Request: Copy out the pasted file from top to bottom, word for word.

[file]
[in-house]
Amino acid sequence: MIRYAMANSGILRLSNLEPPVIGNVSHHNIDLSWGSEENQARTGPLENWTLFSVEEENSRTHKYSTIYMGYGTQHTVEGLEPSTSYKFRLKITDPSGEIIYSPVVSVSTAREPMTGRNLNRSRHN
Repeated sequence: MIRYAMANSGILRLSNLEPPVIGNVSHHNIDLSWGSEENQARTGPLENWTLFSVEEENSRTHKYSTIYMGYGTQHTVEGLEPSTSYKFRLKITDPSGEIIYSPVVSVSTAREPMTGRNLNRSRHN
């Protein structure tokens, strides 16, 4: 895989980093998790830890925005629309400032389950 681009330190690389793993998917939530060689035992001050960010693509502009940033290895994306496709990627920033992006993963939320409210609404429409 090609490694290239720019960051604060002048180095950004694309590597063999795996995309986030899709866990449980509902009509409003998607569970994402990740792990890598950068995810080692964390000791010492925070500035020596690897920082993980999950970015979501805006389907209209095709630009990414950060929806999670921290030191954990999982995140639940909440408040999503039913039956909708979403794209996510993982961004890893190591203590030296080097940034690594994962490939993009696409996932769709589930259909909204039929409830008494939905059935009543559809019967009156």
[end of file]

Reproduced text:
[in-house]
Amino acid sequence: MIRYAMANSGILRLSNLEPPVIGNVSHHNIDLSWGSEENQARTGPLENWTLFSVEEENSRTHKYSTIYMGYGTQHTVEGLEPSTSYKFRLKITDPSGEIIYSPVVSVSTAREPMTGRNLNRSRHN
Repeated sequence: MIRYAMANSGILRLSNLEPPVIGNVSHHNIDLSWGSEENQARTGPLENWTLFSVEEENSRTHKYSTIYMGYGTQHTVEGLEPSTSYKFRLKITDPSGEIIYSPVVSVSTAREPMTGRNLNRSRHN
């Protein structure tokens, strides 16, 4: 895989980093998790830890925005629309400032389950 681009330190690389793993998917939530060689035992001050960010693509502009940033290895994306496709990627920033992006993963939320409210609404429409 090609490694290239720019960051604060002048180095950004694309590597063999795996995309986030899709866990449980509902009509409003998607569970994402990740792990890598950068995810080692964390000791010492925070500035020596690897920082993980999950970015979501805006389907209209095709630009990414950060929806999670921290030191954990999982995140639940909440408040999503039913039956909708979403794209996510993982961004890893190591203590030296080097940034690594994962490939993009696409996932769709589930259909909204039929409830008494939905059935009543559809019967009156």